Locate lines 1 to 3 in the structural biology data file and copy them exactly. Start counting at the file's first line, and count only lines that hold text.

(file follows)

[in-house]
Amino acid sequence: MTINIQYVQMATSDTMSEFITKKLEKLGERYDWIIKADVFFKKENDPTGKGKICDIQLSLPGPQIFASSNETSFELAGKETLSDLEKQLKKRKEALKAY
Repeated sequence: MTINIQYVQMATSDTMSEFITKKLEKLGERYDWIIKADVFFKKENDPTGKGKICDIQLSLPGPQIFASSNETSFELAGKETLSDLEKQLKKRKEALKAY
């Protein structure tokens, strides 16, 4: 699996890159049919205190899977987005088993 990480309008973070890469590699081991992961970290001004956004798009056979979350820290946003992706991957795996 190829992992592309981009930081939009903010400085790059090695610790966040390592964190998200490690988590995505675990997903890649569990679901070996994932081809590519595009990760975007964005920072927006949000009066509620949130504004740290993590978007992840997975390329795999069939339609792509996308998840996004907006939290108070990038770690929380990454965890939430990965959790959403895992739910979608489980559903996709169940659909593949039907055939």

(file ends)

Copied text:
[in-house]
Amino acid sequence: MTINIQYVQMATSDTMSEFITKKLEKLGERYDWIIKADVFFKKENDPTGKGKICDIQLSLPGPQIFASSNETSFELAGKETLSDLEKQLKKRKEALKAY
Repeated sequence: MTINIQYVQMATSDTMSEFITKKLEKLGERYDWIIKADVFFKKENDPTGKGKICDIQLSLPGPQIFASSNETSFELAGKETLSDLEKQLKKRKEALKAY